In French, we use the adverb "plutôt", "rather", in different cases.
Today we will see what it can mean, how it can be used and above all, we will see some contextualizations to help you better understand and so that you too can use this adverb very easily.
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Today we're going to talk about the adverb rather. Before we start, please don't forget to put a like on the video. You know that's very important to me. It's important to me that you support my channel and my work.
We will see two contexts where you can use this adverb. Let's start with the first one. In French, we use "plutôt" to indicate a choice, to indicate a preference.
It is used to show preference for something or someone over another person or thing. You prefer this over that.
Rather will then create an opposition between two things or two people. It will introduce a preference, something that we like more. Or it will introduce something that we recommend to someone.
You should do this instead of that. You are advised to prefer a certain thing over another.
Rather, it can be used at the beginning or in the middle of a sentence, depending on the context. Let's look at several contextualizations to help you understand.
Do you want strawberry or vanilla yogurt? Vanilla please.
You indicate through rather that you prefer vanilla yogurt.
Are you more of a pistachio ice cream or a chocolate ice cream? I'd rather have pistachio ice cream. Let's go to the sea this weekend instead of staying in Paris. Here you introduce something, an activity you would prefer to do this weekend.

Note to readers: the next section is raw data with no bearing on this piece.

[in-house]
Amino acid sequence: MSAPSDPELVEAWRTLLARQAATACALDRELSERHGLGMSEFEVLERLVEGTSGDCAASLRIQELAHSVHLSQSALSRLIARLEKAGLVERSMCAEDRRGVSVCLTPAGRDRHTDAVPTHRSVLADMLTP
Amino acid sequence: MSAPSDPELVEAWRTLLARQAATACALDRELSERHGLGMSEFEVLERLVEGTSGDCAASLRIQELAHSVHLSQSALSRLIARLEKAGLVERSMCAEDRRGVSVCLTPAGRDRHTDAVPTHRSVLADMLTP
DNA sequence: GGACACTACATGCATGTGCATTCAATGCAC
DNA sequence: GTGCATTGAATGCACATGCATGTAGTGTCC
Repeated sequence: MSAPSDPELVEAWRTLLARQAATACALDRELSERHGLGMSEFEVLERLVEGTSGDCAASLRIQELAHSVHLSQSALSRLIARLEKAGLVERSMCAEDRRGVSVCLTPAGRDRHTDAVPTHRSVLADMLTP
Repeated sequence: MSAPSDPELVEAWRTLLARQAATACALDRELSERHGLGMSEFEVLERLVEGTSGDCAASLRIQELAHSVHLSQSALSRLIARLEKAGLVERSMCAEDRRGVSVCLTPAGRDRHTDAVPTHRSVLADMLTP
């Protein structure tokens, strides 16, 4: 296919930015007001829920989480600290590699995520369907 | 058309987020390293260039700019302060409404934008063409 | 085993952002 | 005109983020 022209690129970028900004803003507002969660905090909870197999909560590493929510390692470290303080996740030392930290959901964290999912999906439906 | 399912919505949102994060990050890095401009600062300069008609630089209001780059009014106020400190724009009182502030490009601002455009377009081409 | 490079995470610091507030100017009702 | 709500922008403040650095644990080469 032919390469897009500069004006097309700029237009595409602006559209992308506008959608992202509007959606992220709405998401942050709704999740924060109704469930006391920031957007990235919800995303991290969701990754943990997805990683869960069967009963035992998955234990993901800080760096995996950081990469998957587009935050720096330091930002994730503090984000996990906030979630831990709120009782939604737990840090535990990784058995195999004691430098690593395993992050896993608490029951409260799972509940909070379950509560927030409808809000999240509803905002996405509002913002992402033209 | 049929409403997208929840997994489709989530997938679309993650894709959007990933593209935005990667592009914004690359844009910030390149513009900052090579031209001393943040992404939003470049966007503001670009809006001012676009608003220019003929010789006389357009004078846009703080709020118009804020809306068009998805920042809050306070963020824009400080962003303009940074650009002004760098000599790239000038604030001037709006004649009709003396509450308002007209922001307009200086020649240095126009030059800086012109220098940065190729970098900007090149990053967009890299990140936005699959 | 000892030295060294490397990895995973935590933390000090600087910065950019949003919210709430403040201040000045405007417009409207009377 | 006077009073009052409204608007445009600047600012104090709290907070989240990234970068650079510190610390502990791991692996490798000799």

You would rather go to the sea than stay in Paris.
Instead of watching TV all day, don't you want to go for a walk?
You see, here we put "rather" in front of the thing that we should not actually do. Instead of, we could try replacing it with instead of.
Let's move on to the second use of the adverb "rather".
Rather can also be used just before an adjective to emphasize it. In this case, rather becomes a synonym for enough.
Enough in the sense, enough not in the sense stop. So it's enough in the sense of enough. This cake is pretty good. This cake is pretty good.
I'm pretty happy with my score on this French exam. That means you are quite happy, you are quite satisfied.
Thibault is pretty nice. Why don't you go have a drink with him?
Again, the point here is that this person is quite nice.
That's it for today. I hope you enjoyed this little video, that you understood a little better how to use the adverb "plutôt" in French.
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